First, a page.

External floppy drives on the Spectrum +3
The +3 External Drive Connector
The "Disk B: connector on the +3 is slightly non standard and there is an error in the manual which adds to the confusion. The connector is rotated through 180 degrees so pin 1 is at the top right rather than the bottom left (looking in from the rear of the computer). The indexing slot is also at the opposite end to normal, instead between pins 31/32 and 33/34, this means that a keyed floppy cable will only fit in the wrong orientation unless the key is (re)moved.
Connecting the Amstrad FD-1
The Amstrad FD-1 external FDD is an external drive manufactured for the Amstrad CPC range of computers. The unit is mains powered and contains a single sided 3" drive like the one in the +3. The main thing to be aware of when using these units with the +3 is that they place a 5v supply on four of the pins (needed to power the DDI-1 disk interface for the CPC464). This could cause issues if the connector is reversed when connecting to the +3. The 5v can be disconnected inside the FD-1 by unplugging the 0.1" latched connector from the small 34-26 pin ribbon adapter board at the rear of the unit.
Connecting a modern 3.5" FDD
To connect a normal PC floppy drive as "drive B:" to the +3 you need a 34 way ribbon cable with an IDC card edge connector at one end, and an IDC socket connector at the other.
Modern floppy drives don't provide the drive ready signal, so the READY line needs shorting to ground to signal to the spectrum that the drive is ready (adding a switch here so you can manually toggle the signal on and off is a good idea otherwise the spectrum won't start up unless there's a disk in the drive).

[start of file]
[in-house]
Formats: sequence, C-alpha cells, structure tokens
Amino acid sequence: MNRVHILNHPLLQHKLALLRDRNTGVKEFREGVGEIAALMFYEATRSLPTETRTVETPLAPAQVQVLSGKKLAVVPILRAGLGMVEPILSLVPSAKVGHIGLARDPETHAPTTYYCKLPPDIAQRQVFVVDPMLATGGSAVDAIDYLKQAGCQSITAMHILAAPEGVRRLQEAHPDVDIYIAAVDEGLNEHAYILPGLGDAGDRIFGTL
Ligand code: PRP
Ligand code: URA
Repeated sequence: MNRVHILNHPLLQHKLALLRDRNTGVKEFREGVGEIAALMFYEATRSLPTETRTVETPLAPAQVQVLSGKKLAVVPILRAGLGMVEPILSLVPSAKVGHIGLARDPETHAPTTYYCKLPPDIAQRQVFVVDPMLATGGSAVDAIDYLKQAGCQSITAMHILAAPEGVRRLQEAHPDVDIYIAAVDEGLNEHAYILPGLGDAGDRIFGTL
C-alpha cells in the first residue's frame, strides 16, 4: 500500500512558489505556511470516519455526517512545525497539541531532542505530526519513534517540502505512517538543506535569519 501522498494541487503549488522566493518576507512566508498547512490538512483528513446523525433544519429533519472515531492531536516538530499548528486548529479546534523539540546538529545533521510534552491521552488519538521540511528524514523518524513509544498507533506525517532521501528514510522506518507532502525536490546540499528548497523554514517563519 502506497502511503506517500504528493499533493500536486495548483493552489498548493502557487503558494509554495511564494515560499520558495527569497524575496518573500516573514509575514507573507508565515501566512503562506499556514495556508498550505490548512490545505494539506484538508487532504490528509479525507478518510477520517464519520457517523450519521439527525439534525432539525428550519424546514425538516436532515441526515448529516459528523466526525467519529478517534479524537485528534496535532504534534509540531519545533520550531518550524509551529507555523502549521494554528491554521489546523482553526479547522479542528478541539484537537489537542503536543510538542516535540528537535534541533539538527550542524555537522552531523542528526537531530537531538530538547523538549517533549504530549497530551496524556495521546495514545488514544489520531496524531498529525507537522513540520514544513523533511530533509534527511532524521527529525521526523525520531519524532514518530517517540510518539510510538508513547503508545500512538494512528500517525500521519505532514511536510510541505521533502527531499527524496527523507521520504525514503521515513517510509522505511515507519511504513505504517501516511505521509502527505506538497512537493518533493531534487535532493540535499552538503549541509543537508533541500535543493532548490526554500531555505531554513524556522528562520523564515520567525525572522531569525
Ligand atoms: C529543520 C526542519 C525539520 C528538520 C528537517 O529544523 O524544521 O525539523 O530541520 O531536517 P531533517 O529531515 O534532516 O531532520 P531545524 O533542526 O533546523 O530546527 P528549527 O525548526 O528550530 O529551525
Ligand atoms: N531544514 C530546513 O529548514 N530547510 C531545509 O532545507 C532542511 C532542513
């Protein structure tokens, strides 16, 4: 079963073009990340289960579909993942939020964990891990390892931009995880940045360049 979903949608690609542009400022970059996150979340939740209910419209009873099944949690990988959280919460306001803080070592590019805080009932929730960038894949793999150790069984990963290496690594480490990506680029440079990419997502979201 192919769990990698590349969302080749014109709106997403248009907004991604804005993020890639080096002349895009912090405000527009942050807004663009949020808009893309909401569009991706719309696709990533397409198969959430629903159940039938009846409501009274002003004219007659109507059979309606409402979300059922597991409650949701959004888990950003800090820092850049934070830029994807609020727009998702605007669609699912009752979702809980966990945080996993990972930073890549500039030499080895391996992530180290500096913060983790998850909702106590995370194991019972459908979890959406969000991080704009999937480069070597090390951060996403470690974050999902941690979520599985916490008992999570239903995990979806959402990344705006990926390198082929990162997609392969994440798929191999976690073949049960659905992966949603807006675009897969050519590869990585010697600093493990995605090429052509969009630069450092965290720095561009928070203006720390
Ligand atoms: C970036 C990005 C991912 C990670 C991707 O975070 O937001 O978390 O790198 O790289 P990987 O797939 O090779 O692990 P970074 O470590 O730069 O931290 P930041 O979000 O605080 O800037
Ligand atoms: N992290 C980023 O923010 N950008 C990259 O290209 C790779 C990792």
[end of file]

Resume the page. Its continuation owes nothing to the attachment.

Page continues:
Any modern 3.5" floppy drive will work as drive B: with the above proviso, you must create a ready signal for the spectrum otherwise it won't work. All modern drives are hard wired to appear as drive B: (hence the "twist" cable in a PC to make it appear as drive A:) so the cable is just a straight through wiring of all the signals.
The +3 doesn't know about High Density (1.44MB) diskettes so you need to use Double Density (720K) ones. You can also cheat and tape over the hole on a HD diskette to make it appear as a DD one. This may or may not work, and the data may only last weeks or days (or it might be fine! but better safe than sorry if you save anything vaguely important on them). If you're just going to use a single diskette to "ferry" files from a PC to 3" disks then this is a perfectly adequate solution.
DSDD diskettes can be formatted as 720k DOS disks or with one of a variety of formats that the +3DOS can use.
+3DOS format disks
3.5" disks can be formatted in a variety of different capacities as CP/M disks. The +3 ROM cannot format 3.5" disks itself so either a utility is required on the +3 (such as Spectrum +3 Multiformatter by Garry Lancaster), or the disk must be prepared on the PC.
DOS format disks
to access a DOS formatted 720k disk on the +3 you can use Garry Lancaster's MSDOS utility This will allow you to "log on" to a DOS format disk in drive B: and copy files from it to a +3DOS formatted 3" disk in drive A:
To access +3 formatted disks and format disks to this format on Windows NT you will need the FDrawcmd driver by simon owen. This will only work with real floppy drives, not USB floppy drives attached to laptops. A good utility for writing the images is John Elliot's dsktool.
A guide to connecting a 3" drive to a PC and reading/writing disks is available from the Disk Preservation Project
Writing individual files
To write individual files to a +3 formatted diskette (or dsk file) you can use cpcxfs